CK Retro Review: Sounds Of Silence by Simon & GarfunkelPosted: August 16, 2013
Thanks to producer Tom Wilson’s addition of drums and electric guitar to the year-old “The Sounds Of Silence,” Paul Simon and Art Garfunkel, who had essentially gone their separate ways, were suddenly a hit. So they hurriedly put together an album consisting of some leftover songs, some new ones, and several that were recorded by Simon for a ’65 solo album. Despite the bizarre way it came into existence, 1966’s Sounds Of Silence is a wonderful collection of insightful, stirring tracks performed with delicacy and feeling. Here is a song-by-song review.
11. “We’ve Got A Groovy Thing Going On”- “Just for fun” reads the liner notes to Sounds Of Silence concerning this up-tempo romp. Maybe the performers have fun, but listeners probably won’t get the joke on this dated-sounding track.
10. “Anji”- An instrumental that Simon presumable learned during his stint in England, it closes out Side One of the album in unassuming fashion.
9. “Somewhere They Can’t Find Me”- Simon was working on the rewrite apparently, taking “Wednesday Morning, 3 AM” and trading its contemplative mood for a more frantic, suspenseful approach. It’s all right, but the earlier version is ultimately more affecting.
8. “Richard Cory”- When in doubt, look to your poetry anthology for inspiration. “Richard Cory” makes a relatively cliched point about the rich having as many problems as the poor. Luckily, the chorus has enough feistiness to atone for that flaw.
7. “Leaves That Are Green”- With a chirping harpsichord providing the musical flavor, this track is reminiscent of a Beatles album cut with its light melodic touch and catchy arrangement. All songwriters find out they’re getting old at some point; Simon reached that realization pretty early in the game but at least doesn’t get too heavy-handed with his lyrics about it here.
6. “A Most Peculiar Man”- Again, this was common subject matter in the 60’s, since most musicians identified with society’s outsiders anyway. It’s has a dreamy melody that could have only emanated from the 60’s, and it has Art Garfunkel’s brilliant harmonies, which lend the lyrics profundity that might not be located from reading them on a page.
5. “Blessed”- Early Simon & Garfunkel often gets labeled as being a bit twee, but you’d be hard-pressed to find any of their contemporaries coming up with something quite as heavy musically as this underrated track. It’s a good fit for Simon’s tale of a guy who somehow falls in between all the different categories of woeful creatures on whom God shines his light.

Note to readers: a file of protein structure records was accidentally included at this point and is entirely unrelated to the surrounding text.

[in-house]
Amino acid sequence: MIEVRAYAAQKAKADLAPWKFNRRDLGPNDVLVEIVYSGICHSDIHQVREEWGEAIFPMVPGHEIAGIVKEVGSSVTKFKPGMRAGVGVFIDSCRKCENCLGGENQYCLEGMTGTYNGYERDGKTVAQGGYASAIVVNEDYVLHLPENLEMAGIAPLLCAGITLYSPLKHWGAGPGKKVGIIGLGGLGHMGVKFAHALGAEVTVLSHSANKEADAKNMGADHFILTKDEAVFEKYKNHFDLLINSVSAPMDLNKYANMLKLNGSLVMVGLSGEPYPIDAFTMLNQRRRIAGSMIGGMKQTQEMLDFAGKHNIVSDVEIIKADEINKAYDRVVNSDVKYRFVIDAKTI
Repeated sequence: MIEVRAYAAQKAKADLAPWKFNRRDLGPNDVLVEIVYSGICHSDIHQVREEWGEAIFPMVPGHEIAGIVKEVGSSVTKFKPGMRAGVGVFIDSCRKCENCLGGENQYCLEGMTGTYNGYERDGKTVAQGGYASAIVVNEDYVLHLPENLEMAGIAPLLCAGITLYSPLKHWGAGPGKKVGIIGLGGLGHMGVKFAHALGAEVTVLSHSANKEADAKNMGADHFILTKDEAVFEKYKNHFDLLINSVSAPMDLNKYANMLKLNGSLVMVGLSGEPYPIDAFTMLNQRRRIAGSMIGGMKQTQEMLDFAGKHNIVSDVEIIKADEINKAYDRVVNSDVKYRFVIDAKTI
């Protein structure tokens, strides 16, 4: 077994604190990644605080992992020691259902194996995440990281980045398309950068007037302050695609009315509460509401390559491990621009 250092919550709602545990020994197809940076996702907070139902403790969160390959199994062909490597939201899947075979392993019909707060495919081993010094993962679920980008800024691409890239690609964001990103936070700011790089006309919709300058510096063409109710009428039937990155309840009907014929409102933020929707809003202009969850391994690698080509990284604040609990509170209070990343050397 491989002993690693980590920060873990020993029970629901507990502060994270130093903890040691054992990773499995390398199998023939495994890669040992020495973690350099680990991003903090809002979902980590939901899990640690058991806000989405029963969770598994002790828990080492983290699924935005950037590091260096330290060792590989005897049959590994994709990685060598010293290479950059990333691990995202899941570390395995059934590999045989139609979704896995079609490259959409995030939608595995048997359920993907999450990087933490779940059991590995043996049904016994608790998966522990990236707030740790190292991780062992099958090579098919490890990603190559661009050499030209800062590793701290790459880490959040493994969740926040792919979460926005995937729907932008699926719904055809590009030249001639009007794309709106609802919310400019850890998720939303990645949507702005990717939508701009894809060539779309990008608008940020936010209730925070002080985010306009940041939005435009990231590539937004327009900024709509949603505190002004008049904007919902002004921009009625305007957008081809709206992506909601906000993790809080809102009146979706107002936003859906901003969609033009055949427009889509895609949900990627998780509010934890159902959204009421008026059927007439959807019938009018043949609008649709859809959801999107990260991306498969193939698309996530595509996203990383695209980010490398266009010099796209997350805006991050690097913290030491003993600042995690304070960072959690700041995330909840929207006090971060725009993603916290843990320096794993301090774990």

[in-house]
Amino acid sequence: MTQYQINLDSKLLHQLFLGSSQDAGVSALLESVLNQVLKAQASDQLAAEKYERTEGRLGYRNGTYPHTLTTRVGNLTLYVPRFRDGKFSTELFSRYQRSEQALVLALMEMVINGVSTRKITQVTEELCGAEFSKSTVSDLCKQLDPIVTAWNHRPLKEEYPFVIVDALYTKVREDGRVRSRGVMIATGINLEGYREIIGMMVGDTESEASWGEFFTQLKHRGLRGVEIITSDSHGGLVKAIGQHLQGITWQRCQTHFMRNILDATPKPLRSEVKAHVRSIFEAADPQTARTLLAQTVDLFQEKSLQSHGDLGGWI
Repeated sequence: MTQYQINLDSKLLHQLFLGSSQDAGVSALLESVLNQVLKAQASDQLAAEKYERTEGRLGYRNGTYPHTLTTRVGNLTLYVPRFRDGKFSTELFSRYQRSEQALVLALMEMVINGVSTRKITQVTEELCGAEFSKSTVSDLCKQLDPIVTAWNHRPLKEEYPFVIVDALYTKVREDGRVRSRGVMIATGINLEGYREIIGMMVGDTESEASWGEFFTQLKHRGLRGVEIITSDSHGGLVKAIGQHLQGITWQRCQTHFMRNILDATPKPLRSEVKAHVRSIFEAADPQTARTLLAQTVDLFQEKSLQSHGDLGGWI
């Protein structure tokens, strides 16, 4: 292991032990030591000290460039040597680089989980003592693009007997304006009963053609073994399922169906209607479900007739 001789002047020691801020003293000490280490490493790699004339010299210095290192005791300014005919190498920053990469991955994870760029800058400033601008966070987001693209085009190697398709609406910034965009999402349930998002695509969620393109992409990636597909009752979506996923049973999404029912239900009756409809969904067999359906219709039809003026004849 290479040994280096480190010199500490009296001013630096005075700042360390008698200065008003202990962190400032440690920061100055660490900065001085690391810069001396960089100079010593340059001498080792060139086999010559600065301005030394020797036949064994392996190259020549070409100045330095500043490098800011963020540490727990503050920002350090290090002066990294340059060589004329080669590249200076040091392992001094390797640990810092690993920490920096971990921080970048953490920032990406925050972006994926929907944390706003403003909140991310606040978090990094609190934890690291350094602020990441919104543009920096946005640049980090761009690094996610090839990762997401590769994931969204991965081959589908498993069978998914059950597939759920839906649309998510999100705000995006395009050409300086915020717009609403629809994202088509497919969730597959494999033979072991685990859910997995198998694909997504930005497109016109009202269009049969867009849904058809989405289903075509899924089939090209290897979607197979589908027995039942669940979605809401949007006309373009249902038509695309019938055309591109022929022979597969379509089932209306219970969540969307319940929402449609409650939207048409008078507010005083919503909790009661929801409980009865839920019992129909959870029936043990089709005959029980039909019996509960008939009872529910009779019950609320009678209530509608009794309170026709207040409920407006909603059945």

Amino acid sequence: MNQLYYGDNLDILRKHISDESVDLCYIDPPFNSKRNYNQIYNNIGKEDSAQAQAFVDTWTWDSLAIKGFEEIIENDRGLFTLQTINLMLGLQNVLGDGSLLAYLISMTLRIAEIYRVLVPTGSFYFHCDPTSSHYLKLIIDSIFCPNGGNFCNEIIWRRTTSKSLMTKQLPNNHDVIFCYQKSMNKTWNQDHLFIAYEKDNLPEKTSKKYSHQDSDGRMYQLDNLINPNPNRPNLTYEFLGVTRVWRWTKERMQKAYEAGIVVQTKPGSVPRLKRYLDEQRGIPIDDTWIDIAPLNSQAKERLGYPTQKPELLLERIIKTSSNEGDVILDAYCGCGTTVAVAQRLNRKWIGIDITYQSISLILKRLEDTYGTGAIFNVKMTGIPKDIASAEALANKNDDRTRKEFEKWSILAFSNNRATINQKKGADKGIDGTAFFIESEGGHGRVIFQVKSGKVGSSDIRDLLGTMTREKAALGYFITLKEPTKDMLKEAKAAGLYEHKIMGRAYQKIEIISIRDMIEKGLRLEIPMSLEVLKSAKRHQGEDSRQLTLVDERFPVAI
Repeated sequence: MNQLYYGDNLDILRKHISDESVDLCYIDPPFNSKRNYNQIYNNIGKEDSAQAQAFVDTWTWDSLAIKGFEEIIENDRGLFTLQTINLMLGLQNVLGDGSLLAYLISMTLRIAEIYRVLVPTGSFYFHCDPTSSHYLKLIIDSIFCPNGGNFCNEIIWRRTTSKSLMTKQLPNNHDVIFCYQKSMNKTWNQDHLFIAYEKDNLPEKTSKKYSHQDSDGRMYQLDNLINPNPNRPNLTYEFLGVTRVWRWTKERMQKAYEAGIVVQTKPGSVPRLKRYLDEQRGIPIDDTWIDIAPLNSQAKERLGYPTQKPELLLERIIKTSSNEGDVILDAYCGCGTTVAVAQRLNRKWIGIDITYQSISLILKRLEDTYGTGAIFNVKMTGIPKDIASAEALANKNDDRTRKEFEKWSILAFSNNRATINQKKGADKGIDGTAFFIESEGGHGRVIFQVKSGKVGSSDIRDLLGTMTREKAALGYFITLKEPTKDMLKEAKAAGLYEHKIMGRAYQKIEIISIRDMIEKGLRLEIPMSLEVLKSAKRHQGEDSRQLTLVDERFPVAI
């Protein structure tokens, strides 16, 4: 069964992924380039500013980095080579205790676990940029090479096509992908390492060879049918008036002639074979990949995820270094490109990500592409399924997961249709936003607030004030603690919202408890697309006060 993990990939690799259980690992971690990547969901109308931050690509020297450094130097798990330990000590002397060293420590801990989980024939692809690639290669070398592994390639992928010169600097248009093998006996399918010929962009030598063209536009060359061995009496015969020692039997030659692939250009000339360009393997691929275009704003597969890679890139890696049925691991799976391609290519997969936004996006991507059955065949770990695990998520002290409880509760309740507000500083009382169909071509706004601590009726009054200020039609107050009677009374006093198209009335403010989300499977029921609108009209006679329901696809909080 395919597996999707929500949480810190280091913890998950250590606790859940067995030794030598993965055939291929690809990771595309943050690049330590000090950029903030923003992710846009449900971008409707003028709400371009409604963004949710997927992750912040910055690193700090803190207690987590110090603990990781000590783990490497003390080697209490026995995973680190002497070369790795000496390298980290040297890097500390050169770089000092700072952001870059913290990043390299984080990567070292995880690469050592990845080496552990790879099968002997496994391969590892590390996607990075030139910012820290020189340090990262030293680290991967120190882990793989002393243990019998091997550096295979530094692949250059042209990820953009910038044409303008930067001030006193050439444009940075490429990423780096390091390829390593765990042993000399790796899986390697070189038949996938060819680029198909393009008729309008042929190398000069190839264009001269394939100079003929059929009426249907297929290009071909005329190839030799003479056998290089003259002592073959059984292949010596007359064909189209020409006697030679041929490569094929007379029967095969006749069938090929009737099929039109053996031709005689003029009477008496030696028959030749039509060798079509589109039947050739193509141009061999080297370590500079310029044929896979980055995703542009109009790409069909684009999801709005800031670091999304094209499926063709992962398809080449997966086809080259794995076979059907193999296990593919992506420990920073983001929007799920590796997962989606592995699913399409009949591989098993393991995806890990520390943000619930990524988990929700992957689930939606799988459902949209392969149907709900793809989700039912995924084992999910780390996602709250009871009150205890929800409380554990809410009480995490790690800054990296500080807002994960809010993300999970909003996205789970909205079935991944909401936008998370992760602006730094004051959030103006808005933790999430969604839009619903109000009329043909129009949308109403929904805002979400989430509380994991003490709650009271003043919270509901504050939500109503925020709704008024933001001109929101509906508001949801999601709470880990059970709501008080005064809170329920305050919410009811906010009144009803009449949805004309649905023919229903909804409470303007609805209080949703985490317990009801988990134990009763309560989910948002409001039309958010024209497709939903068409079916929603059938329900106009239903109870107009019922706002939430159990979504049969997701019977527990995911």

4. “April Come She Will”- Parks & Recreation fans recognize it is April and Andy’s wedding song. Simon took a nursery rhyme and retrofitted it to evoke a love that runs its course. This is Garfunkel’s one solo vocal on the album, and he delivers it in gorgeously heartbreaking fashion, but what else would you expect?
3. “Kathy’s Song”- One of the most obvious factors that make Sounds Of Silence such an improvement on the duo’s debut is the leap that Simon had already made as a songwriter. These are the kind of lyrics that seem to speak for the hearts of all those who’ve got it real bad for someone else, as Paul touches on the way that all life’s other pursuits become meaningless in the wake of a truly powerful love. There is also darkness in the song, for such a love becomes a hindrance when the two people are separated. “There but for the grace of you go I,” the narrator sings as he contemplates how easily he could have missed out on the redemption this relationship has bestowed upon him.
2. “I Am A Rock”- While the merits of adding the drums and electric guitars can be debated when discussing the title track, there is no doubt that this song could have flown off the rails into maudlin territory had not the fuller musical approach been applied. It allows Simon to capture the defiance of the narrator, who could have come off seeming like a guy in denial, in which case the song becomes too pathetic. This guy seems at peace with his choice of solitude, making it convincing enough as an alternative lifestyle that anyone whose heart has been broken badly enough would have to consider it.
1. “The Sounds Of Silence”- The words are often taught this as poetry, but, to me, that denies the fact that lyric-writing is an art in itself. Simon’s words need to have the music, hushed and reserved at first, increasingly more intense and urgent as the song progresses, for their true meaning to be gleaned. It’s a pretty prescient song as well, since the difficulty inherent in truly communicating with another person has only increased with time. Just an amazing feat to take subject matter so harrowing and make it so prettily palatable to the masses.
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